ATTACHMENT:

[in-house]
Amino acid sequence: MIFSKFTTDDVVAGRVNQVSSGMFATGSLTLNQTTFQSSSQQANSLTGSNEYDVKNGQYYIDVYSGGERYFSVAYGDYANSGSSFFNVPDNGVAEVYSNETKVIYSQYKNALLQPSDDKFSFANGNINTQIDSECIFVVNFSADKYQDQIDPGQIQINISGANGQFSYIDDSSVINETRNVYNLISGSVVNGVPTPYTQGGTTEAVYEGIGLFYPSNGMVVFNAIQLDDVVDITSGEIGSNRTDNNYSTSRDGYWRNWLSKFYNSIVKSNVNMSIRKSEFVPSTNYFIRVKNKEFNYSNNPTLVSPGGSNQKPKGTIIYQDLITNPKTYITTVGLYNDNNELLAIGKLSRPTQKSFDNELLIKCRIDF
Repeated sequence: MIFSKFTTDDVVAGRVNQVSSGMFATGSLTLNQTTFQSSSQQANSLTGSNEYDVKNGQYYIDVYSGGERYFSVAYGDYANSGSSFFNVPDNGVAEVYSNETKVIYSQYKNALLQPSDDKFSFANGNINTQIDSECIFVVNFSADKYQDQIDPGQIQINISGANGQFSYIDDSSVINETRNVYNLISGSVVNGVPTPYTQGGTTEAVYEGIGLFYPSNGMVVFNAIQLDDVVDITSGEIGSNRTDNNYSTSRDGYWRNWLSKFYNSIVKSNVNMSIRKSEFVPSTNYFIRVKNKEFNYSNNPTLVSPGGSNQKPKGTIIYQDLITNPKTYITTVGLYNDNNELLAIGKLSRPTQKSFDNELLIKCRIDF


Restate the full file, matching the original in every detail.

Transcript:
[in-house]
Amino acid sequence: MIFSKFTTDDVVAGRVNQVSSGMFATGSLTLNQTTFQSSSQQANSLTGSNEYDVKNGQYYIDVYSGGERYFSVAYGDYANSGSSFFNVPDNGVAEVYSNETKVIYSQYKNALLQPSDDKFSFANGNINTQIDSECIFVVNFSADKYQDQIDPGQIQINISGANGQFSYIDDSSVINETRNVYNLISGSVVNGVPTPYTQGGTTEAVYEGIGLFYPSNGMVVFNAIQLDDVVDITSGEIGSNRTDNNYSTSRDGYWRNWLSKFYNSIVKSNVNMSIRKSEFVPSTNYFIRVKNKEFNYSNNPTLVSPGGSNQKPKGTIIYQDLITNPKTYITTVGLYNDNNELLAIGKLSRPTQKSFDNELLIKCRIDF
Repeated sequence: MIFSKFTTDDVVAGRVNQVSSGMFATGSLTLNQTTFQSSSQQANSLTGSNEYDVKNGQYYIDVYSGGERYFSVAYGDYANSGSSFFNVPDNGVAEVYSNETKVIYSQYKNALLQPSDDKFSFANGNINTQIDSECIFVVNFSADKYQDQIDPGQIQINISGANGQFSYIDDSSVINETRNVYNLISGSVVNGVPTPYTQGGTTEAVYEGIGLFYPSNGMVVFNAIQLDDVVDITSGEIGSNRTDNNYSTSRDGYWRNWLSKFYNSIVKSNVNMSIRKSEFVPSTNYFIRVKNKEFNYSNNPTLVSPGGSNQKPKGTIIYQDLITNPKTYITTVGLYNDNNELLAIGKLSRPTQKSFDNELLIKCRIDF